United Kingdom (London)
Fashion can be a blueprint for other industries – one that’s regenerative rather than extractive, supporting life on Earth.
Despite a growing understanding of the harms caused by overproduction of clothing, and many initiatives aimed at fixing fashion’s sustainability issues, fashion consumption is predicted to grow by 63 per cent in the next decade. So why launch another effort to attempt to bring one of the world’s most polluting industries into line with critical goals for sustainable life on our planet?
The three co-founders of Fashion Act Now see a clear space – and urgent need – for action: “Too often, we are aiming for what’s politically possible rather than what’s necessary for a good chance of survival”, says Sara Arnold, creator of fashion rental company Higher Studio and sustainable fashion tutor. “We are unafraid of setting much more ambitious targets and to think comprehensively about system change.”
Sara has collaborated with Alice Wilby, lecturer and co-founder of A Novel Approach and journalist and campaigner Bel Jacobs, with inspiration and guidance from XR co-founder and fashion activist Clare Farrell, to launch Fashion Act Now – to confront head on the need for the fashion industry to embrace a scaling down. They are holding three key questions as they approach this work: How fast does the industry need to downsize resource use in order to play its part in keeping global warming to below 1.5°C? What does that look like for ordinary people? And how can this be done in a way that centres the most vulnerable?
It’s not coincidental that a major partner is Earth Logic – the fashion action research plan developed by professors Kate Fletcher and Mathilda Tham. This framework looks at paths away from growth logic for the sector, and the promise held within planet-first approaches to the clothes we wear.
“Standard industry targets such as net zero emissions by 2050 aren’t nearly enough to protect life.”
So what do Fashion Act Now have planned first? One critical issue identified is the problem of corporate sponsorship of fashion events, which means that such gatherings end up shying away from tough questions. The first goal, therefore, is to launch a truly independent and action-oriented summit.
At the summit they plan to present an emergency roadmap to address fashion’s role in the climate and ecological crisis, created from a series of consultations with experts from a wide range of disciplines, stakeholders in the fashion industry, supply chain workers and union representatives. “As an independent rather than industry led organisation, we will centre people not profit, and the voices of the marginalised rather than CEOs and marketing reps”, explains Bel.
As a result of this work, another objective is to be able to track brand progress against the roadmap and mobilise activists to hold companies to account. An activist handbook and a series of educational tools will be developed in support of this aim. The three co-founders have previous history in fashion activism. Disillusioned by the failure of fashion sustainability, despite what they acknowledge to be “very commendable efforts”, to deliver meaningful results, they found respite and renewed energy in the Extinction Rebellion movement.
“We were relieved to find a movement founded on telling the truth of the emergency without sugar coating it”, says Alice. They went on to create a space within Extinction Rebellion where “we could use our expertise”, she continues. “With two major campaigns – Boycott Fashion and Cancel Fashion Weeks – we brought XR’s demands and messaging to the fashion industry”.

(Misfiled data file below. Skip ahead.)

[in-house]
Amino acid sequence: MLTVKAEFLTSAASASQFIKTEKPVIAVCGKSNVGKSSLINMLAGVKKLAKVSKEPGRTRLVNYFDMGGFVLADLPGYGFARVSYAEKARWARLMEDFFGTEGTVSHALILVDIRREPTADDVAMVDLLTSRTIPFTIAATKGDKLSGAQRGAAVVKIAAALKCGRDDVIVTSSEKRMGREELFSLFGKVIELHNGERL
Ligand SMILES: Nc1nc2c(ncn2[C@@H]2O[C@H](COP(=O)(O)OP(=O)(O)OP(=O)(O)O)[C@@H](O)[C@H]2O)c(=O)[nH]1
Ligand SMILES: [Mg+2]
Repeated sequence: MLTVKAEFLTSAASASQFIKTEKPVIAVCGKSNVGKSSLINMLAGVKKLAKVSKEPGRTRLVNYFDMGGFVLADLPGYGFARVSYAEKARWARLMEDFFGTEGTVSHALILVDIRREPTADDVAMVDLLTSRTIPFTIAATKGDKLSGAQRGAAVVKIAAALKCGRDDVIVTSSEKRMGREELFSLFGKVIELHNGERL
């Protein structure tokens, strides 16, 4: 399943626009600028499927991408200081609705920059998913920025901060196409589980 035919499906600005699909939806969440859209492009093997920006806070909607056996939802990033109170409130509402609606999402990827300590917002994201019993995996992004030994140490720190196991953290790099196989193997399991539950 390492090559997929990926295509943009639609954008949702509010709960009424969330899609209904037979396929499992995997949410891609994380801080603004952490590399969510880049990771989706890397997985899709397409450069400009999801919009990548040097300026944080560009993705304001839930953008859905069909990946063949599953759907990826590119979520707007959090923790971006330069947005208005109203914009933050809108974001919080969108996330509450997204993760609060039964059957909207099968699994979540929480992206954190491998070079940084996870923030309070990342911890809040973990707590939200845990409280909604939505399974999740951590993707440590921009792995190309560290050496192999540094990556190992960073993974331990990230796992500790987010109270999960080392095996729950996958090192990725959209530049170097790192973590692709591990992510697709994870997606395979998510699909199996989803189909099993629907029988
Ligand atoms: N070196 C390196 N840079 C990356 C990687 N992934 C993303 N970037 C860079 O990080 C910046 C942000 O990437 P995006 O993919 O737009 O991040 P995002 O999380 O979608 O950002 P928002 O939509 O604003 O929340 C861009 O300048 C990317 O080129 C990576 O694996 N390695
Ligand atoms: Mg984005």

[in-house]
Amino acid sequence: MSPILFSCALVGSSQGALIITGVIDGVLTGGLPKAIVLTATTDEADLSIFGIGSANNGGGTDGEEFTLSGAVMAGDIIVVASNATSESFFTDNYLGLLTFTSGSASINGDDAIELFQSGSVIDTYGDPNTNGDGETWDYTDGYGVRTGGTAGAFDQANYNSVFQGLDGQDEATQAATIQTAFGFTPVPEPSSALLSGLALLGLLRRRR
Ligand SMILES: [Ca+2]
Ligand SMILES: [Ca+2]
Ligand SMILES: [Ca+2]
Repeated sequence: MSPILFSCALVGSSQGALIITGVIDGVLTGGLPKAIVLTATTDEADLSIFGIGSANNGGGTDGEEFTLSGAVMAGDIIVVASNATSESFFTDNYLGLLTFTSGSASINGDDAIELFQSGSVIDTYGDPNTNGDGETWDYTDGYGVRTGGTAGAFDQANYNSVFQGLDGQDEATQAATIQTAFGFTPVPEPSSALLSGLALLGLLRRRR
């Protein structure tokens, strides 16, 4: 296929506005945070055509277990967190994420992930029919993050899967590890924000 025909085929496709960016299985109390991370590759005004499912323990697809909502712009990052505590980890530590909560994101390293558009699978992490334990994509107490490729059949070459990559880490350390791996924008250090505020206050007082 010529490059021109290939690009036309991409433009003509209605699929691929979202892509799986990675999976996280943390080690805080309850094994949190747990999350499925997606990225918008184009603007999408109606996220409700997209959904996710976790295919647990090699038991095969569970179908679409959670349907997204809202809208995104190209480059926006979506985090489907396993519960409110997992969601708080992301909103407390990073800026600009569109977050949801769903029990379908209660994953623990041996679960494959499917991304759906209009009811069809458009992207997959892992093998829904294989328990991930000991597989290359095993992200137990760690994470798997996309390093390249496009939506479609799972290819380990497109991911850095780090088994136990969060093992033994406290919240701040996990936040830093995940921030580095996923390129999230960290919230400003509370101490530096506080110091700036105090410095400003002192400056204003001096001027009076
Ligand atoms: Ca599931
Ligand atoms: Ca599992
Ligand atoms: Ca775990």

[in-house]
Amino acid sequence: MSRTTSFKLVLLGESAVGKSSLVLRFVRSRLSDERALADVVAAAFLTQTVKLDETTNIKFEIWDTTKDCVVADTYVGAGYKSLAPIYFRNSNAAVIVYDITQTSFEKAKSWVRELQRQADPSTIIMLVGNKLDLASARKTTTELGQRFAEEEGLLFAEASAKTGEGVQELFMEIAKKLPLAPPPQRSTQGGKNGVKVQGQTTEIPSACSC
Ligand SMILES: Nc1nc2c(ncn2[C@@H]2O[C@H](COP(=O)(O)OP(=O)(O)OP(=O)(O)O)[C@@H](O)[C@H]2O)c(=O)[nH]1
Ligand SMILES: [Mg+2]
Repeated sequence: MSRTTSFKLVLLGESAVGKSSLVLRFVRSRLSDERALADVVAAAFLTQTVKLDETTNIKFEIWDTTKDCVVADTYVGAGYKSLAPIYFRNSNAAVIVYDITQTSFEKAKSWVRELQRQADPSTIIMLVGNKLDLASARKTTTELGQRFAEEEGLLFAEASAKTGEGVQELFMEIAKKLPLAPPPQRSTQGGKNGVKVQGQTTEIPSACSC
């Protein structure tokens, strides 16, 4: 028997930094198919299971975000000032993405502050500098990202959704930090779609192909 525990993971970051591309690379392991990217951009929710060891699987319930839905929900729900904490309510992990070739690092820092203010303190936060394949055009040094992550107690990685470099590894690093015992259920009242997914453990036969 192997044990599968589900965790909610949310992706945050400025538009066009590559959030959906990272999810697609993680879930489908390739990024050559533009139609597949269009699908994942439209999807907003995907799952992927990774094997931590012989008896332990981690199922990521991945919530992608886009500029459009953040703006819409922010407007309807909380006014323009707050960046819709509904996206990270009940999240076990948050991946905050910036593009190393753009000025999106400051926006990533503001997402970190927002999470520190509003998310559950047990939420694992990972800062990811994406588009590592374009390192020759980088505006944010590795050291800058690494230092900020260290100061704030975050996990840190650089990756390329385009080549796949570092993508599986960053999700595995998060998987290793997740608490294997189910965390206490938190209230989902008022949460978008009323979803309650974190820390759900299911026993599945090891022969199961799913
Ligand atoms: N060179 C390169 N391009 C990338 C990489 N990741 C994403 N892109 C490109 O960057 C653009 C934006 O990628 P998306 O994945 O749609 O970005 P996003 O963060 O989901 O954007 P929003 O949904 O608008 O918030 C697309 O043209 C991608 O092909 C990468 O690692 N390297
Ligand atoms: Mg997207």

The Covid-induced period of lockdown gave the three collaborators space to reflect on that work and what needed to be done next. Sara explains: “It was clear that, considering the progression of the climate crisis, we couldn’t just sound the alarm, we needed to be able to productively guide citizens, organisations and government to the right course of action”. And so Fashion Act Now was born – to enthusiastic response, from within, and importantly far beyond, the founders’ activist circles.
“It’s reassuring to know that there is a real appetite for this”, says Bel. “We’re also hugely excited by the dreamscaping work we are doing and all the people who are already working towards a resilient, regenerative future. We can’t wait to tell those stories and inspire people to join us catalysing this change.”
The first challenge is to hit their crowdfunding goal of £30,000, after which the team will be holding consultations to set targets for stopping fashion’s contribution to climate and ecological breakdown. This will involve working with scientists and looking at the human cost to those on the frontlines of the crisis “with the aim of making an unequivocal statement about what’s necessary”. Longer-term, the goal is for fashion to be a blueprint for other industries. “We’d like to see a new purpose and function for fashion culture and education,” concludes Alice, “one that’s regenerative rather than extractive, supporting life on Earth”.
AtlasAction: Donate to the Crowdfunder to help Fashion Act Now stay independent or offer up your skill set if you think you can help. If you have a fashion company, opt in to be tracked against the roadmap to show how you’re meeting the highest standards and leading the way to a better future.
Co-founder, Atlas of the Future
Sara Arnold, Bel Jacobs & Alice Wilby, Co-founders
This project has been selected as part of FashionFutures, a new content channel that maps the work of people transforming the fashion sector: the designers, craftspeople, social innovators, educators, community leaders and communicators. Atlas of the Future is excited to partner with Makerversity, with the support of The J J Charitable Trust and their network of fashion friends.